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  • Dr. Judy S. Flores, Welcoming Remarks
  • Rita P. Nauta from Guampedia on Marketing
  • Rick Nauta from MoyCom on Media & Promotions
  • Ana Babauta from Shine Online Guam on Marketing On-Line
  • Therese Terlaje from Legislature Legal Counsel on Copyright

View more photos from the Jump Start Your Art, CAHA Workshop here: Part I and Part II.

Jump Start Your Art: Marketing, Resources, and Guides

The Guam Council on the Arts and Humanities Agency (CAHA) hosted Jump Start Your Art: Marketing, Resources and Guides – two workshops for artists, cultural producers and entrepreneurs in 2016. These educational and capacity building workshops enabled artists to connect with representatives from various fields in a creative business.

The workshops were held on 24 September 2016. The morning session focused on marketing, communications, having an online presence, and a review of copyrighting law. The afternoon session focused on community resources and opportunists with stories of success and experience from fellow artists and entrepreneurs. Workshops were held at the CAHA Gallery, then located in the Terlaje Professional Building in Hagåtña.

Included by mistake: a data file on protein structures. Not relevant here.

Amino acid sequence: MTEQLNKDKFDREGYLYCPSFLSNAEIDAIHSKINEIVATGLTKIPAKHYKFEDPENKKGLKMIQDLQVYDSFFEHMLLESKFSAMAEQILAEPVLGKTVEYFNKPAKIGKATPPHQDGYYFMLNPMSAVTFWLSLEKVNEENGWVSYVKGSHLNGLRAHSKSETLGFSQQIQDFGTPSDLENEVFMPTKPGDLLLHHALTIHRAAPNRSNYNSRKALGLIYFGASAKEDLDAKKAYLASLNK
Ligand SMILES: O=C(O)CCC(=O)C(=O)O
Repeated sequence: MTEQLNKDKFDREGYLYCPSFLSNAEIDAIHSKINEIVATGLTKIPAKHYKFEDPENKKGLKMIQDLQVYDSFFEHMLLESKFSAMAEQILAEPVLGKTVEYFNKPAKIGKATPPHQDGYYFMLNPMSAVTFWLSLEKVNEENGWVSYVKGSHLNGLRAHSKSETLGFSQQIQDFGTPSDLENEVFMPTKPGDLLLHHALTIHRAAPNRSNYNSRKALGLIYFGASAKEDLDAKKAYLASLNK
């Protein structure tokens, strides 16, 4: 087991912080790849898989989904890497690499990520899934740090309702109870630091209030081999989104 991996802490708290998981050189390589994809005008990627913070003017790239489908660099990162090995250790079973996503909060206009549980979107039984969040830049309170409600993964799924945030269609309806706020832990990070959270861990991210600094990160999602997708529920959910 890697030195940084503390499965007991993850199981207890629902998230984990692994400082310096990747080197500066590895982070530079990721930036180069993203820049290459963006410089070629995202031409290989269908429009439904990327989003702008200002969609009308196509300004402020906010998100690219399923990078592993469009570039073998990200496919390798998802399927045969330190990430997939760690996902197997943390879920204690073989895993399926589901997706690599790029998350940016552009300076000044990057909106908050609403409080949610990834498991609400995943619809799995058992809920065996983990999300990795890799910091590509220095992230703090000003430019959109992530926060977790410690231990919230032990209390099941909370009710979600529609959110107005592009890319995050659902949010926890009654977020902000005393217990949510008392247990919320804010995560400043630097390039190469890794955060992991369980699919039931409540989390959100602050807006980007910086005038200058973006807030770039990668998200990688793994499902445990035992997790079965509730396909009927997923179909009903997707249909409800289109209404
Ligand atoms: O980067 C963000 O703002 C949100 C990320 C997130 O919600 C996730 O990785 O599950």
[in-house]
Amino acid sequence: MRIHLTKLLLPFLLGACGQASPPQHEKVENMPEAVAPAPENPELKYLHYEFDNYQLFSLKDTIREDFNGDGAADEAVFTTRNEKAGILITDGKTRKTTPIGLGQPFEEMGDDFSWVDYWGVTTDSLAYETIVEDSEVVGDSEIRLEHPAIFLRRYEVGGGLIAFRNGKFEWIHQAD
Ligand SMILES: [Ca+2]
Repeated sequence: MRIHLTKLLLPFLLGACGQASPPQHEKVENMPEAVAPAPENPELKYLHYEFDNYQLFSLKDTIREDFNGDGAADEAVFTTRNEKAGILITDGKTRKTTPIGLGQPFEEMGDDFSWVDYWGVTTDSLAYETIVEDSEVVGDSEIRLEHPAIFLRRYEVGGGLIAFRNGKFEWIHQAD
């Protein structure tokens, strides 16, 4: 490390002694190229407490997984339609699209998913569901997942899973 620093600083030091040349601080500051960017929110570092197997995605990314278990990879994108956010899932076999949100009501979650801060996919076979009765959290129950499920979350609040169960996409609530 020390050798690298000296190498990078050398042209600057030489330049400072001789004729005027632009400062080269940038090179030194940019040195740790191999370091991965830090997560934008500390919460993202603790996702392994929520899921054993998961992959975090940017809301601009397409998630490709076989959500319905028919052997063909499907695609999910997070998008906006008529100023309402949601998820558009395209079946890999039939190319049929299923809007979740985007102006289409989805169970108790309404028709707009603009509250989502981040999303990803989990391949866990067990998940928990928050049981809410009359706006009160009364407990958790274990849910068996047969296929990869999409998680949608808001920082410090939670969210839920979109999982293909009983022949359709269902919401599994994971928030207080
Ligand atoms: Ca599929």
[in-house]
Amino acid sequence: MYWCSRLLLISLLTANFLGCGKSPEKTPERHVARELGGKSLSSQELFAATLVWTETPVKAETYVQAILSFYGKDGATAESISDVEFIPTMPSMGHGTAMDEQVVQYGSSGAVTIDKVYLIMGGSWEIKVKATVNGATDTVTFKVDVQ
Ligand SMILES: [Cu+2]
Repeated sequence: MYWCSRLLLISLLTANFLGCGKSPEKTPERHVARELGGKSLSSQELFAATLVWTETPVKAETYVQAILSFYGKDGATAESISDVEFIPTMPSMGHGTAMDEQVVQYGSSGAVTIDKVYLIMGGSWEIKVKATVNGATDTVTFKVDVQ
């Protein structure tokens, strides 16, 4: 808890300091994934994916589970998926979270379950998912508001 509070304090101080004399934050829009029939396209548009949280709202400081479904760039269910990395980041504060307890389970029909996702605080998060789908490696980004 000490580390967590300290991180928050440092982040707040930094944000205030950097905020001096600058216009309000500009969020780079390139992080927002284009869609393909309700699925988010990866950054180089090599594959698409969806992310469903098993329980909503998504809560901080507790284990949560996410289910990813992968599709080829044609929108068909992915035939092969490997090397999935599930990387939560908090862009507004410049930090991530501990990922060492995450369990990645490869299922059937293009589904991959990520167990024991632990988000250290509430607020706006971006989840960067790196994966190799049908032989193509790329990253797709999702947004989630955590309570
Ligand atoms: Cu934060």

Session I: Marketing & Copyright


Rita P. Nauta, Guampedia.com

There are many ways to connect with an audience, long time marketer Rita Nauta said, but there is a big difference between just getting exposure and getting an audience’s attention. Artists need to learn to differentiate between just getting exposure and building relationships with potential customers. Artists are their own brand and must keep the brand’s promise. However, she reminded the participants, artists may not be their own target audience.